Benjamin Crump, a civil rights lawyer representing the Taylor family, said it was “outrageous” that none of the officers would be criminally charged with causing Taylor’s death.

Two white policemen who fired into the apartment of Breonna Taylor, a Black medical worker, will not be prosecuted for her death because their use of force was justified, and a third was charged with endangering her neighbors, Kentucky’s attorney general said on Wednesday.

Attorney General Daniel Cameron announced the Louisville grand jury’s decision at a news conference, as protesters against racial injustice and police brutality massed in the streets of Kentucky’s largest city.

Protests were largely peaceful. But about a dozen people were arrested in one confrontation between hundreds of demonstrators and dozens of heavily armed law enforcement officers in riot gear just outside downtown Louisville.

Former Detective Brett Hankison was indicted on three counts of wanton endangerment in the first degree, an offense that ranks at the lowest level of felony crime in Kentucky and carries a maximum sentence of up to five years in prison.

Benjamin Crump, a civil rights lawyer representing the Taylor family, said it was “outrageous” that none of the officers would be criminally charged with causing Taylor’s death.

Taylor, 26, was killed in front of her armed boyfriend shortly past midnight on March 13 inside her Louisville apartment after Hankison and his two colleagues forced their way in with a search warrant.

The two other officers, Sergeant Jonathan Mattingly and Detective Myles Cosgrove, were not charged because they were justified under Kentucky law in returning fire after Taylor’s boyfriend, Kenneth Walker, shot at them, wounding Mattingly in the thigh, Cameron said.

“There is no doubt that this is a gut-wrenching, emotional case,” Cameron, a Black Republican, said at a news conference.

Governor Andy Beshear called on Cameron to release all evidence in the case so that the public could better understand the outcome of the investigation.

“Everyone can and should be informed,” Beshear said. “Those feeling frustration, hurt – they deserve to know more.”

Hankison fired his weapon 10 times. Some of the bullets traveled through Taylor’s apartment into adjacent Apartment No. 3, where a man, a pregnant woman and a child were at home.

There was “no conclusive” evidence that any of Hankison’s bullets struck Taylor, Cameron said. The grand jury indicted him for wantonly placing the neighbors in danger, Cameron said.

Protest organizers expressed frustration at the outcome.

Hundreds of demonstrators wound their way out of downtown Louisville’s Jefferson Square Park and marched through the streets chanting, “Out of the homes, into the streets!”

In a suburban area at the edge of downtown, protesters threw water bottles at police, who responded by firing pepper balls into the crowd. Pushing and shoving ensued between the two sides, and some demonstrators broke windows of businesses in the area.

“If Brett Hankison’s behavior was wanton endangerment to people in neighboring apartments, then it should have been wanton endangerment in Breonna Taylor’s apartment too,” Crump said. “In fact, it should have been ruled wanton murder!”

72-hour curfew

Ahead of the announcement, Louisville Mayor Greg Fischer announced a 72-hour curfew for the city beginning at 9 p.m. ”I urge everybody to choose peaceful and lawful protest,” Fischer said. At a news conference later, he said the U.S. Justice Department was continuing to investigate whether any federal laws were broken, including potential civil rights violations.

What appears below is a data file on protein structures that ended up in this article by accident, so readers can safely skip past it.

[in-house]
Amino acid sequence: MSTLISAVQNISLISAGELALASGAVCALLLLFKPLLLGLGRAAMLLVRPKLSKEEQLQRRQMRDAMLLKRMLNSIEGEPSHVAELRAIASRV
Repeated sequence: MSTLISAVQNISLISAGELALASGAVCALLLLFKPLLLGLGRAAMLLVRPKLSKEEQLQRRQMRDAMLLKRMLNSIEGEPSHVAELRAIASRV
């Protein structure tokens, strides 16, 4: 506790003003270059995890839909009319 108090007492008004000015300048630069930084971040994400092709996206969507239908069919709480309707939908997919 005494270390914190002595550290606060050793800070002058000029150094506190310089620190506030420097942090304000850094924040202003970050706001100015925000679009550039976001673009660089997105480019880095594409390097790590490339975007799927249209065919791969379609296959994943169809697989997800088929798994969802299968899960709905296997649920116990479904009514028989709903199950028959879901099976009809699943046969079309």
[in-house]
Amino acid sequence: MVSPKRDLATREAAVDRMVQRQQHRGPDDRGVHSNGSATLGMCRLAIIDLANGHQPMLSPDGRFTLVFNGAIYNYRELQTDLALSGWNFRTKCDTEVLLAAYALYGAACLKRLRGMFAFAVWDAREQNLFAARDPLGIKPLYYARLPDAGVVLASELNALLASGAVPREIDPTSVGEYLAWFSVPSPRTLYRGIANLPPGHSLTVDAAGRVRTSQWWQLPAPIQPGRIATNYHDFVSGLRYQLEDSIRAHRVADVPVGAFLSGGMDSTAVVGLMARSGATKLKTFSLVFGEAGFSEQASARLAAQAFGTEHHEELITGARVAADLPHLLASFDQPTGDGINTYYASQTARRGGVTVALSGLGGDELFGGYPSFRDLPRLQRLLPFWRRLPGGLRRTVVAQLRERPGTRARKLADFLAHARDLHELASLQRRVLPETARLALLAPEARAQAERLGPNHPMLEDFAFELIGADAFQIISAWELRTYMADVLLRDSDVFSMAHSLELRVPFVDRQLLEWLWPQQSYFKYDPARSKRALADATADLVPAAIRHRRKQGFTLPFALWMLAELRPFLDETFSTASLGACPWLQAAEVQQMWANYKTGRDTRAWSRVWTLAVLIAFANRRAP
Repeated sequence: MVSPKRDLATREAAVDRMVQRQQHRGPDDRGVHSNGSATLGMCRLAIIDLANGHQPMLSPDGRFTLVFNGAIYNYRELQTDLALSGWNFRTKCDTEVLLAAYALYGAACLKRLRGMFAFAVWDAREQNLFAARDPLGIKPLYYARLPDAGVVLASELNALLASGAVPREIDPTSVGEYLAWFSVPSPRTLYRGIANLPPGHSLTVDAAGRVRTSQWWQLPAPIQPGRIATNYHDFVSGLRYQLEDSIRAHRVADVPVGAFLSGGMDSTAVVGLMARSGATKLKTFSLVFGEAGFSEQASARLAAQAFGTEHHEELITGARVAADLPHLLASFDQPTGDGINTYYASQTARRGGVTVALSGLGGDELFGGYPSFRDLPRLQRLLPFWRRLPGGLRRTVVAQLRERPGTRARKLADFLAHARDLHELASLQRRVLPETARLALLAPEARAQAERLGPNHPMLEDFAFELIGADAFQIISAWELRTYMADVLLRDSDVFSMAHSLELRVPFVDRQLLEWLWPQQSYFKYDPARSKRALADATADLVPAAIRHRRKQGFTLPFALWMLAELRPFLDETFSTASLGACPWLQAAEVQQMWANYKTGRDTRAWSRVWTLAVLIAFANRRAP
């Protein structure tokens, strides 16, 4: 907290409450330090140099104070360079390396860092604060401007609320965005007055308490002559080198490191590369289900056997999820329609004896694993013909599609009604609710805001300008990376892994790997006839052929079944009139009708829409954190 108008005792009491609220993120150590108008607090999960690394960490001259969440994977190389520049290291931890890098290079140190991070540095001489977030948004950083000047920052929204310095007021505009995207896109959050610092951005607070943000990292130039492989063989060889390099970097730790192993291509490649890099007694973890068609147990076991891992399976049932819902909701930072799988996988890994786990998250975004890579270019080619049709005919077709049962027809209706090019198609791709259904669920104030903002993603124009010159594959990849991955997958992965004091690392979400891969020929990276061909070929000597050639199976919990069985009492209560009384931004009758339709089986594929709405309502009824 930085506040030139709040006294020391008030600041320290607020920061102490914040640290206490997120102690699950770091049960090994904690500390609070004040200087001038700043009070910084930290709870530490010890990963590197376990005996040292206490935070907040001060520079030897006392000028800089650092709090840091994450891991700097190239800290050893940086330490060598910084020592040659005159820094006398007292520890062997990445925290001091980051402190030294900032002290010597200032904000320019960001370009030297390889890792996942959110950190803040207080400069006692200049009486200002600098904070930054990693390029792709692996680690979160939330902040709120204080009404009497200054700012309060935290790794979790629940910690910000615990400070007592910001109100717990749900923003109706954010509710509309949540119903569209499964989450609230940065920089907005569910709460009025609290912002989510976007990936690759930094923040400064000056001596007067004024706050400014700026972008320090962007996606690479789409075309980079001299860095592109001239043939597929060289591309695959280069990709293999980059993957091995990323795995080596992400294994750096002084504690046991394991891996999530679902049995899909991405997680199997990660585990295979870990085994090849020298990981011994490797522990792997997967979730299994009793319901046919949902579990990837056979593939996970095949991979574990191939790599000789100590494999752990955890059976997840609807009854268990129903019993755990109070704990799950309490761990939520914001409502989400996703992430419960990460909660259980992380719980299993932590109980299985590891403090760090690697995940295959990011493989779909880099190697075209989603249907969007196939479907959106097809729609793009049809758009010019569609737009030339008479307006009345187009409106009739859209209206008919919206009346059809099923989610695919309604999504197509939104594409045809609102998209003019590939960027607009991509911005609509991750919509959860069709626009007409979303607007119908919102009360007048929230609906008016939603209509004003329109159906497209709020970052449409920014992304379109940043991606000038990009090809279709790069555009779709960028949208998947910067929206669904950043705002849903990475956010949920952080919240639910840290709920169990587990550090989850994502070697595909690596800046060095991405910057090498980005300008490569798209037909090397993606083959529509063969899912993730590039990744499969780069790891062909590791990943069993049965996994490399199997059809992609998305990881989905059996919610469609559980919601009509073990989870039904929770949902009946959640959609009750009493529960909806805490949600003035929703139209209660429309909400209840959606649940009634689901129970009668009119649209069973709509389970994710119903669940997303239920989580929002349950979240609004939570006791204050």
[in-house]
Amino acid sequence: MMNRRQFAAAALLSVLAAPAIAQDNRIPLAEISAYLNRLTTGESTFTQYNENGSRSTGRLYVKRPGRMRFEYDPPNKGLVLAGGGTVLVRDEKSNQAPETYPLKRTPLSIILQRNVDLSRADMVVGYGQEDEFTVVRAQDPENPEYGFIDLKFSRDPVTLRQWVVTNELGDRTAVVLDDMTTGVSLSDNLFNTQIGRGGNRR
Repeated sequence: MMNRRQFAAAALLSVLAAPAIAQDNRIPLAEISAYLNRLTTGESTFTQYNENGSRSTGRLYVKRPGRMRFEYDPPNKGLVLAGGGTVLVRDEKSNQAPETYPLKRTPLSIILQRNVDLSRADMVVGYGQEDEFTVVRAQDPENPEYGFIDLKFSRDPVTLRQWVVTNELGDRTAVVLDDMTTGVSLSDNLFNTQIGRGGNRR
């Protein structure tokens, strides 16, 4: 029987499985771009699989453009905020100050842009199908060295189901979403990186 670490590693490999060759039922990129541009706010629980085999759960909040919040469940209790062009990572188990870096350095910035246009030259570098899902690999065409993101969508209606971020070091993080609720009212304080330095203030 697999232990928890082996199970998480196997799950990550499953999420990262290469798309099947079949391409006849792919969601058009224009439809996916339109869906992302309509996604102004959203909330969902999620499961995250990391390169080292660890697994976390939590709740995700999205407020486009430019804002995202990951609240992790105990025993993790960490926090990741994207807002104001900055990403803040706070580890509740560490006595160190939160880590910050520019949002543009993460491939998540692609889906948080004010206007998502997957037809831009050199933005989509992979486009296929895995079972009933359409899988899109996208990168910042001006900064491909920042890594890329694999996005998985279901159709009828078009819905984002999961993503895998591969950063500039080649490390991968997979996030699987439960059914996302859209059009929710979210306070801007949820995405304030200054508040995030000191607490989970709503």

“It’s clear that there are policies and procedures that needed to be changed, because Breonna Taylor should still be alive,” he said. “Let’s turn to each other, not on each other, at this moment of opportunity.”

Despite having a warrant that allowed them to enter the premises unannounced, the three officers involved knocked on Taylor’s apartment door and announced their presence outside, which was corroborated by a neighbor, Cameron said. Getting no answer, they “breached the door,” he said.

Mattingly entered first, and at the end of a corridor saw Taylor and her boyfriend, Kenneth Walker, with Walker pointing a gun. Walker fired, injuring Mattingly in the thigh. Mattingly returned fire, and his colleagues began shooting soon after, Cameron said.

Six bullets struck Taylor, he said, contradicting reports she had been hit five times. Ballistics investigators found only one shot, fired by Cosgrove, was fatal, Cameron said.

In June, the Louisville Metro Police Department fired Hankison with interim Police Chief Robert Schroeder writing that Hankison “displayed an extreme indifference to the value of human life” when he “wantonly and blindly fired” into Taylor’s home.

The department reassigned Mattingly and Cosgrove to administrative duties. Local news media reported that Hankison turned himself into authorities on Wednesday at an area detention center, and was released on $15,000 bond.

In obtaining a warrant as part of an investigation of a drug ring, police told a judge they believed that one of the men suspected of selling drugs had used Taylor’s apartment to receive packages.

Taylor had previously dated a suspected drug seller but had severed ties with him, according to her family.

She and Walker were in bed when police broke down her door with a battering ram shortly after midnight, the families’ representatives have said.

Louisville has agreed to pay $12 million to Taylor’s family to settle a wrongful-death lawsuit, Mayor Fischer announced earlier this month. He said Wednesday the settlement was intended to “begin the healing process.”



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